Landesgartenschau—aka Landscape Formation One (LFone)—is a flower pavilion designed by Zaha Hadid for Weil am Rhein, Germany, the same town that is home to her first built work, Vitra's Fire Station. When LFone was completed in 1999 it looked something like this:
[Photography © Hélène Binet | image source]
In 2007 I posted a photo from Flickr user "thegoatisbad," pointing out that LFone had "seen better days":
Having visited the pavilion a couple weeks ago I can say things have gotten both better and worse for LFone. The approach clearly signals that something is happening:
For the summer (at least) the grounds abutting the building are being used for a festival with food kiosks placed around a central seating area and stage for musical performances.
As can be seen above and below, the building itself appears to be in adequate condition, better than the seen-better-days photo from five years ago. A June 2013 article at Badische Zeitung appears to say (via Google Translate) that: "Two years ago it was believed at the Town Hall and the Garden Festival Society to have problems with the water under control: 770 meters wall tops were sealed with a special process, the concrete impregnated."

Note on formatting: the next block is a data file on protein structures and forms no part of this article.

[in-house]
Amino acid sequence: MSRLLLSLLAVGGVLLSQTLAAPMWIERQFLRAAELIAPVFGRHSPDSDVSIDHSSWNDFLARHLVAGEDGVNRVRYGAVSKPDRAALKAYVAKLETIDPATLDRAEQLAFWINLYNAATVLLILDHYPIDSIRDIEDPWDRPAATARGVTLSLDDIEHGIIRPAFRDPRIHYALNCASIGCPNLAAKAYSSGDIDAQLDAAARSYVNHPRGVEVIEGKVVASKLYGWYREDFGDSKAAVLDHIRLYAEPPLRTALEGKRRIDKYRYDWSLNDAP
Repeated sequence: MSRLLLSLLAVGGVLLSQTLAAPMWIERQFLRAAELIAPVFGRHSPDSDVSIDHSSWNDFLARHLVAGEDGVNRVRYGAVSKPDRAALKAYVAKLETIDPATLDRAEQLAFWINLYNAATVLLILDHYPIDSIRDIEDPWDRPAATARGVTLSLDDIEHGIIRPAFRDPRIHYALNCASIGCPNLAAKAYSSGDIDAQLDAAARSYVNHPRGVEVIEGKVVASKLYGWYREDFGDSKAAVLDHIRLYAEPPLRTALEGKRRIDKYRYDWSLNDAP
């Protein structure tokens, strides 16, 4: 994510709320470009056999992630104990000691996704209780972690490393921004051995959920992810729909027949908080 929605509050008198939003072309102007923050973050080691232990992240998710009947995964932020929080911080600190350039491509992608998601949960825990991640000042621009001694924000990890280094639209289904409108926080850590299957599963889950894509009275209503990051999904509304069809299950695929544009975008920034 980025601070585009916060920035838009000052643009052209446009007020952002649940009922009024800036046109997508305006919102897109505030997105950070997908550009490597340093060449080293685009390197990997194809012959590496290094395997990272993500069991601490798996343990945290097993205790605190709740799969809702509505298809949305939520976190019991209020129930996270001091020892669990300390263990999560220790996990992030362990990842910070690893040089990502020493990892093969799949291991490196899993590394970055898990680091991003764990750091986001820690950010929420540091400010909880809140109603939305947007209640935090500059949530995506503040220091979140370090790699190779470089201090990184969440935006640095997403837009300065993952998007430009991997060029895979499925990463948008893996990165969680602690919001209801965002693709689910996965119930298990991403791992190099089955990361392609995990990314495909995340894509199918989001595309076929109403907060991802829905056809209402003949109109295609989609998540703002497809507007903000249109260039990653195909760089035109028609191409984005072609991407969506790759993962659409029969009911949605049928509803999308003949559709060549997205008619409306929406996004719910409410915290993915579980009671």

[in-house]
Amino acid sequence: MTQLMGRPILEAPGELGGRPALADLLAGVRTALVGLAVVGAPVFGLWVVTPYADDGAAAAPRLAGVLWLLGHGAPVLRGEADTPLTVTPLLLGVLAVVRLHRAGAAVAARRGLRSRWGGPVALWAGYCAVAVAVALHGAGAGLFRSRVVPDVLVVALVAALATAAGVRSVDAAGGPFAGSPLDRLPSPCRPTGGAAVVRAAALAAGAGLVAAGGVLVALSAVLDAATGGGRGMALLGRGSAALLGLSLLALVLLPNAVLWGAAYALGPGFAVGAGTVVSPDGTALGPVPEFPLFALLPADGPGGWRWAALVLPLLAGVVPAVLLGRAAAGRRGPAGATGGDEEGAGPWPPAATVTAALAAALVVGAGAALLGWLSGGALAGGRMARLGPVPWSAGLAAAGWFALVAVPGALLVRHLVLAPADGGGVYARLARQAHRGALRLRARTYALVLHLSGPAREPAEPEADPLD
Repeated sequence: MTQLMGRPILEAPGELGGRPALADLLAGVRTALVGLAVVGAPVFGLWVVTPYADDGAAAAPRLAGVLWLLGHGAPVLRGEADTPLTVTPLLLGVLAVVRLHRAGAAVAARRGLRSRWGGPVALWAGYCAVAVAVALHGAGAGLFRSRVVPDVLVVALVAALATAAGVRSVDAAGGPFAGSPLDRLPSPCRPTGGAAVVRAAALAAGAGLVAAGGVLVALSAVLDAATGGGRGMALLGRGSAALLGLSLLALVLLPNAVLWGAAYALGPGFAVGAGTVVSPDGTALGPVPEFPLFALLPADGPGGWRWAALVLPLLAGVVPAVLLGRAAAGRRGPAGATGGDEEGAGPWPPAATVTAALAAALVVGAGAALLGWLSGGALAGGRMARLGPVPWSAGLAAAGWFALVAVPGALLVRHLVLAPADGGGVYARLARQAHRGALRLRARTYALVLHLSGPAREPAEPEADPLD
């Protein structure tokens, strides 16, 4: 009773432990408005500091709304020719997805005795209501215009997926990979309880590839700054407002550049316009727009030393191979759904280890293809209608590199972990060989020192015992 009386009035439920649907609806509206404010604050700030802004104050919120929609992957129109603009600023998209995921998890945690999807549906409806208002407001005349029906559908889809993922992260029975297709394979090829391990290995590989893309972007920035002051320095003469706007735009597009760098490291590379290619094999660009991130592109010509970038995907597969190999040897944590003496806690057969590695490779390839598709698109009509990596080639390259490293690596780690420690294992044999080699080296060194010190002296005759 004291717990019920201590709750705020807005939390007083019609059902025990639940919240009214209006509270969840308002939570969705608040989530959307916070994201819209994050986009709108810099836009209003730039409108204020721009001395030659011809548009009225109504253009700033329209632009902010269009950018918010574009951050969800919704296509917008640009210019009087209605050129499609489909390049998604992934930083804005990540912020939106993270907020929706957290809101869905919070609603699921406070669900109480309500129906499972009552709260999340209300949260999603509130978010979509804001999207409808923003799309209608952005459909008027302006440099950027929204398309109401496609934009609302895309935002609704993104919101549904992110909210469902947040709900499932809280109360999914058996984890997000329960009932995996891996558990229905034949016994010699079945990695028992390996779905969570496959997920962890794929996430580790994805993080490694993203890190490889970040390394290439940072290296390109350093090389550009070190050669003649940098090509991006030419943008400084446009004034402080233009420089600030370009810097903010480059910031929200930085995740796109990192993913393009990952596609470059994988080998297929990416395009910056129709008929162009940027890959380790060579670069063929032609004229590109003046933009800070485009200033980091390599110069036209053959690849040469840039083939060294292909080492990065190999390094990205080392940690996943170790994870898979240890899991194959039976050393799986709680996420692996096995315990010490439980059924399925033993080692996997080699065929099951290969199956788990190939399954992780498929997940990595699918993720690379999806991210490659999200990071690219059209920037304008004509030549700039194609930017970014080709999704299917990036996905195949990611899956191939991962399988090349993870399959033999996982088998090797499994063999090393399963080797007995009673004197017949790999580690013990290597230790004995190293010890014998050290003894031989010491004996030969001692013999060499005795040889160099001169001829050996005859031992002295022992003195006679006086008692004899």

The landscaping adjacent to the building is also in good shape, perhaps stemming from the fact the plants are succulents (or appear to be, to my untrained eye):
It also appears that the tagging covering the half-pipe-like slope at one end of the building has given way to serving as a canvas for children's chalk drawings:
So given that the building won't be falling down anytime soon, and the grounds around it (that aren't covered with trucks and the like) are faring well, then the big issue is what exactly is the building doing? Is it merely serving as a backdrop for outdoor festivals? Is it a rental space for parties (some tables and chairs were awkwardly squeezed inside when I was there, but the doors were locked)? Is it a visitor center, a trailhead for the adjacent nature preserve (a small visitor center with an LFone brochure, among others, was stuffed into a small space, also locked)?
It's not really clear what purpose the building is serving these days, and therefore it's up to Weil am Rhein to find something that is appropriate for the building while enabling the town to pay for its continued maintenance. Not surprisingly, it doesn't work as a backdrop for summer festivals. If anything, its landscraper-like design and original function point to something aligned with the appreciation of nature unspoiled by commercial presence.